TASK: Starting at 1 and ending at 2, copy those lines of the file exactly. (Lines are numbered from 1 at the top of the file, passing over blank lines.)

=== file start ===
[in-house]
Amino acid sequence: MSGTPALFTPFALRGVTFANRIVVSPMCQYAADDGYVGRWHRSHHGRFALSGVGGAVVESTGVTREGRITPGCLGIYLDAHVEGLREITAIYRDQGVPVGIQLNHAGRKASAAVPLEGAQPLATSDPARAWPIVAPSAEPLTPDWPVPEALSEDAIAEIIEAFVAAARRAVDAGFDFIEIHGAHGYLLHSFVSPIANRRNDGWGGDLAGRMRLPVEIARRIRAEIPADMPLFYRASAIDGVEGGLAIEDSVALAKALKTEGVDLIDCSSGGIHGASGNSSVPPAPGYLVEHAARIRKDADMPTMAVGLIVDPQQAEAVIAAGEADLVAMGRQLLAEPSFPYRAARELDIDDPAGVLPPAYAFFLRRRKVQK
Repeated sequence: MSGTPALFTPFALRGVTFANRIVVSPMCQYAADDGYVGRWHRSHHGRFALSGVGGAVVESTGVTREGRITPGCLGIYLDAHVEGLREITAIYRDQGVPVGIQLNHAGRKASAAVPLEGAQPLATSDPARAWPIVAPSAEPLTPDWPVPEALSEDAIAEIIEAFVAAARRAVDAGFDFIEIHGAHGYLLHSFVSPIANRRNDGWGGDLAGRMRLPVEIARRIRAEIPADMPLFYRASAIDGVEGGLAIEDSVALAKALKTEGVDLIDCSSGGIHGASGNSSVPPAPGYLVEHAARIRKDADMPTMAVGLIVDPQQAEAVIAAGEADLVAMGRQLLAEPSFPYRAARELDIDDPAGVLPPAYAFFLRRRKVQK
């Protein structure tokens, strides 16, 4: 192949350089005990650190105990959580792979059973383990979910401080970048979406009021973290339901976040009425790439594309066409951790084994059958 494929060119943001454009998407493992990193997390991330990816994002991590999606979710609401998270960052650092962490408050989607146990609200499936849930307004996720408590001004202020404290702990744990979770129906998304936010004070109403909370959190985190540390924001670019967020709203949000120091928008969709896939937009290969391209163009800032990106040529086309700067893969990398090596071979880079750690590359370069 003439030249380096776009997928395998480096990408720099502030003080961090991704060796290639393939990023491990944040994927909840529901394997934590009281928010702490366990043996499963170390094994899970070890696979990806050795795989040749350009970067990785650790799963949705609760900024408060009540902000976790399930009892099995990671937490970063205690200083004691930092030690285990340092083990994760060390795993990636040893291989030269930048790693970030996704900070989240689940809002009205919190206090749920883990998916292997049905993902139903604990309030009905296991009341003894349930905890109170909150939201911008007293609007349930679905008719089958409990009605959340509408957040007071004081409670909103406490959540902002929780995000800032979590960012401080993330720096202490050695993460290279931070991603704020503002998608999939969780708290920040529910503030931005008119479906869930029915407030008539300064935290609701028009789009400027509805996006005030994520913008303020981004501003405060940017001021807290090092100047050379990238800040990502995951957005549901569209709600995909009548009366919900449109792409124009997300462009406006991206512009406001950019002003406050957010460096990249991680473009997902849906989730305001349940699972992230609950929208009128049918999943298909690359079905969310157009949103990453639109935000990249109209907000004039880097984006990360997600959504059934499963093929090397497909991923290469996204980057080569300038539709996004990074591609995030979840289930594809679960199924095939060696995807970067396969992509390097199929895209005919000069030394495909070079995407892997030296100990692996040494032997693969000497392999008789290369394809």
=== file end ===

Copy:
[in-house]
Amino acid sequence: MSGTPALFTPFALRGVTFANRIVVSPMCQYAADDGYVGRWHRSHHGRFALSGVGGAVVESTGVTREGRITPGCLGIYLDAHVEGLREITAIYRDQGVPVGIQLNHAGRKASAAVPLEGAQPLATSDPARAWPIVAPSAEPLTPDWPVPEALSEDAIAEIIEAFVAAARRAVDAGFDFIEIHGAHGYLLHSFVSPIANRRNDGWGGDLAGRMRLPVEIARRIRAEIPADMPLFYRASAIDGVEGGLAIEDSVALAKALKTEGVDLIDCSSGGIHGASGNSSVPPAPGYLVEHAARIRKDADMPTMAVGLIVDPQQAEAVIAAGEADLVAMGRQLLAEPSFPYRAARELDIDDPAGVLPPAYAFFLRRRKVQK